The Compassion Corps team in Chambrun has a huge need for antibiotics and prescription drugs. Often, the team prescribes what is routine by U.S. standards: washing with antibacterial soap and applying body lotion to children. Vaginal infections are widespread and could be a sign of chlamydia, a sexually transmitted disease that can lead to infertility, Rafetto said. Without testing or records, he treats what he suspects.
"Unless you get the opportunity to see if your treatment is effective, you don't know if your diagnosis is correct," he said. They can't treat illnesses without the right medicines. That's the case with one man at the Chambrun clinic who has an enlarged prostate. The medical team does the best it can with limited supplies.
Clean water is the most pressing need, said camp leader Volman Vernet Aurel, 32, who was a radio journalist before the quake. The camp is a valley of blue and white tents. The closest well is more than a mile away. The people need homes and a hospital, said Immanuel Jean-Fils, a soft-spoken 10-year-old who shares a tent with five family members.
Education, health care pivotal
Haiti's rainy season brings a daily downpour. The roads rush with muddy water. Mud and waste and rain spread diseases, such as cholera.
At dusk, when the Compassion Corps' bus weaves through Port-au-Prince, children call out: "Hungry! Hungry!" Team members toss packaged food from their backpacks. A plastic bag of Oreos falls short. When the bus pulls away, two boys dive into the mud to find it. While $10 billion in international aid has been pledged to Haiti, recovery is slow.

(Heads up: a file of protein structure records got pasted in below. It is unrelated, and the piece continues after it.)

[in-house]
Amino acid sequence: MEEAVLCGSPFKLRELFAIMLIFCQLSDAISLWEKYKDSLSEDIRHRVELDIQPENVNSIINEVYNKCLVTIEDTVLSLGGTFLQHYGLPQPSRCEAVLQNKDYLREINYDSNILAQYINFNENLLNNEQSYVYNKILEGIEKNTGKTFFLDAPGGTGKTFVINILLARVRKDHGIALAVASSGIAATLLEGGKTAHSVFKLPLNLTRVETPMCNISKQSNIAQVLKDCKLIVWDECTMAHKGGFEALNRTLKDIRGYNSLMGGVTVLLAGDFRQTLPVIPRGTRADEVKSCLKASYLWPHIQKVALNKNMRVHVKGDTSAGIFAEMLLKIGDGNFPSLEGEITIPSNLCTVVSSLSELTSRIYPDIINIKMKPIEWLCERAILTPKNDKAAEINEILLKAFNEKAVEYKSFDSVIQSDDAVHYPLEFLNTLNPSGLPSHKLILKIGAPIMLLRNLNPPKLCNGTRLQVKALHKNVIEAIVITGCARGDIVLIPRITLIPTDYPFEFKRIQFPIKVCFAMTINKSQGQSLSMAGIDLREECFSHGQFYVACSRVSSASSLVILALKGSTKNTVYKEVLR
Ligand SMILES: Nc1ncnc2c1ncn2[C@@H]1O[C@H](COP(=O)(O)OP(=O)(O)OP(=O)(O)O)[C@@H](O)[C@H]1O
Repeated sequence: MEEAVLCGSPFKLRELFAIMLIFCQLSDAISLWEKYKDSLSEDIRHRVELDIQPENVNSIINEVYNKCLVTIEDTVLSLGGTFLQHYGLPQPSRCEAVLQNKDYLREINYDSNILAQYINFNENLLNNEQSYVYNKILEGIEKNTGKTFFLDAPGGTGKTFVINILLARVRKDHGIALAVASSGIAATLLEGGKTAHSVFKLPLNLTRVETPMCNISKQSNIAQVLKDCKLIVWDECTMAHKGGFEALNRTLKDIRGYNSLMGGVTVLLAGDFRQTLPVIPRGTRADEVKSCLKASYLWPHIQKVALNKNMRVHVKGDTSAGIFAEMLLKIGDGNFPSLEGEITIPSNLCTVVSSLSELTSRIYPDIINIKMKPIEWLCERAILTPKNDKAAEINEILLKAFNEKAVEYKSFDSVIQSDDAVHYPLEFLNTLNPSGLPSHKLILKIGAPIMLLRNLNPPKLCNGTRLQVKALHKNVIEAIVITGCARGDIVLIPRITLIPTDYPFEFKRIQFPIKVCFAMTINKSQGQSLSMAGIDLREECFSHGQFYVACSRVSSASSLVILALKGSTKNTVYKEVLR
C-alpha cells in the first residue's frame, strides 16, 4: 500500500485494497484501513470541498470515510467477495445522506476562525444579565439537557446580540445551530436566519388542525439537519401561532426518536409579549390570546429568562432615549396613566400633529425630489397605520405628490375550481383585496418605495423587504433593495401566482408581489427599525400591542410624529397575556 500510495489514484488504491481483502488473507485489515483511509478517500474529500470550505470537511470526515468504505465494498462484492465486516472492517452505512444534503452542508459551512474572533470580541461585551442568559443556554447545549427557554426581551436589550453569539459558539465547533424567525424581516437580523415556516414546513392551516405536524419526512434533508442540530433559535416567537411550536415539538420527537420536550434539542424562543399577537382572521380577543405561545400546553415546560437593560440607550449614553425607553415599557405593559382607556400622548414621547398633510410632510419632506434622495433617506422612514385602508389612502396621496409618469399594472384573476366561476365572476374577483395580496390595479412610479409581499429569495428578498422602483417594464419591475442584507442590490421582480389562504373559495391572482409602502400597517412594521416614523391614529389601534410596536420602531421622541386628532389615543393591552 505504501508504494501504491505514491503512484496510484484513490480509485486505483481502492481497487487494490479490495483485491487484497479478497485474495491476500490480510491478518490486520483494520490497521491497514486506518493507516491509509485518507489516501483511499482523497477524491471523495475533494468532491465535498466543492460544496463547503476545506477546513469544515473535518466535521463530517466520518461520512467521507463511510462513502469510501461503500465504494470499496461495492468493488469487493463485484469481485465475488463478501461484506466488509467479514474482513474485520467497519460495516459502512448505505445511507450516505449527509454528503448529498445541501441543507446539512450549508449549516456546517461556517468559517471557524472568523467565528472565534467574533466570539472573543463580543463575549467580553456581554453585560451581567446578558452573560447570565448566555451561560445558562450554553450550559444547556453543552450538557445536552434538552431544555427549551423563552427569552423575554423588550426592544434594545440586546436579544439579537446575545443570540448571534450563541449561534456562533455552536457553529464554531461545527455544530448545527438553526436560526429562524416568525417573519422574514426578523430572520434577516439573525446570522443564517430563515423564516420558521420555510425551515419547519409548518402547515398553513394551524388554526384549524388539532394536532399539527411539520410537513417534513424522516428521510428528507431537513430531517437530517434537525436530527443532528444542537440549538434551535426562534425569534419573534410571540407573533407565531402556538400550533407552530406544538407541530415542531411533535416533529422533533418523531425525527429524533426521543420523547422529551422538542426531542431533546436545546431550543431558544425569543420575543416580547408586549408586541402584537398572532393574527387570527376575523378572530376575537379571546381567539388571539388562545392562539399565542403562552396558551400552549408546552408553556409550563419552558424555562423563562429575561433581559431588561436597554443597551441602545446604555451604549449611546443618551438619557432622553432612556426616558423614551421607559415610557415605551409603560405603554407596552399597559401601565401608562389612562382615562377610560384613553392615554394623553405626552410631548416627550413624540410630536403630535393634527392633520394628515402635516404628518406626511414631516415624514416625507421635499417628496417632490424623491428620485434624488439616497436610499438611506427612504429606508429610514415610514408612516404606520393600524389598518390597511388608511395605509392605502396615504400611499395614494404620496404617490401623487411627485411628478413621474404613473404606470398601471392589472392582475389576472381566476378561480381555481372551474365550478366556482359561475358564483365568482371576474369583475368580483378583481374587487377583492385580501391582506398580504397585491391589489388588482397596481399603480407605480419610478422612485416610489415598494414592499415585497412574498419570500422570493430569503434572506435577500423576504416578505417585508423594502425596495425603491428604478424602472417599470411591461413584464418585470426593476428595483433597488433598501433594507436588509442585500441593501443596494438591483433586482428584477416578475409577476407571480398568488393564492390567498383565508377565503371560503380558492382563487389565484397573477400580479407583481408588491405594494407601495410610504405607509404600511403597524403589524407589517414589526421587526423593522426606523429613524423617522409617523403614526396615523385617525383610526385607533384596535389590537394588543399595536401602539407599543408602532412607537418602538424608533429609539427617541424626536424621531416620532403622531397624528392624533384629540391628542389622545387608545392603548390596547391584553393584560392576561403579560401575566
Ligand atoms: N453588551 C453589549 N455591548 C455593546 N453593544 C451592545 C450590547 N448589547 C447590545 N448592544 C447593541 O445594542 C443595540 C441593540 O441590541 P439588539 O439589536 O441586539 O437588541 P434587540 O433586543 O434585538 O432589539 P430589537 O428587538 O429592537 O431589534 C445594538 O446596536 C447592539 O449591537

Tricia Wachtendorf, associate director of the University of Delaware's Disaster Research Center and associate professor in sociology, said Haiti was ill-prepared to manage such an immense recovery. Infrastructure "was a challenge in Haiti before the earthquake even happened," she said.
A report released earlier this month by RAND Corp., a nonprofit research organization, says future prosperity in Haiti is dependent on rebuilding a nation "capable of providing public services like education and health care." "Haiti will remain vulnerable to natural disasters, political turbulence and civil unrest until it develops effective institutions," said James Dobbins, co-author of the study and a senior fellow at the RAND Corp.
No means of support
Haiti's economy is a huge obstacle. There is a labor force, but no work. Jude Marcellus, 47, worked at a construction site before the earthquake. The income allowed him to support his family and send his children, who range in age from 5 to 19, to a private school. Marcellus, who speaks English, lost his home, his job, his brother-in-law and sister-in-law in the earthquake. He lives in a tent about 10 minutes by foot from Chambrun. There is no school for his kids. "I am out every day to look for the food for my children," he said. For now, he volunteers as a translator for the medical team. "Sometimes I am living in miserable poverty," he said. "My children cry to me for food and I cannot help them." His wife, he said, might leave him because he can no longer support her. "People feel very bad. Because some people, they have kids, a family. They have no food, no medical, nothing for the life," he said. "They live by faith. When they find, they take. When they don't find, they live without." There is hope in faith, Marcellus said. "I am a Christian, and I believe God can do a miracle," he said.
Mackenby Verelus, 31, is another translator. "The earthquake has broken everything," he said. "I got to work years to get comfortable [life] for me." Haiti must seek a new beginning, Verelus said. "After this earthquake we got to do things in another way in Haiti," he said. "We still have hope. The hope for Haiti is we have to focus on education."
Contact Alison Kepner at 324-2965 or firstname.lastname@example.org.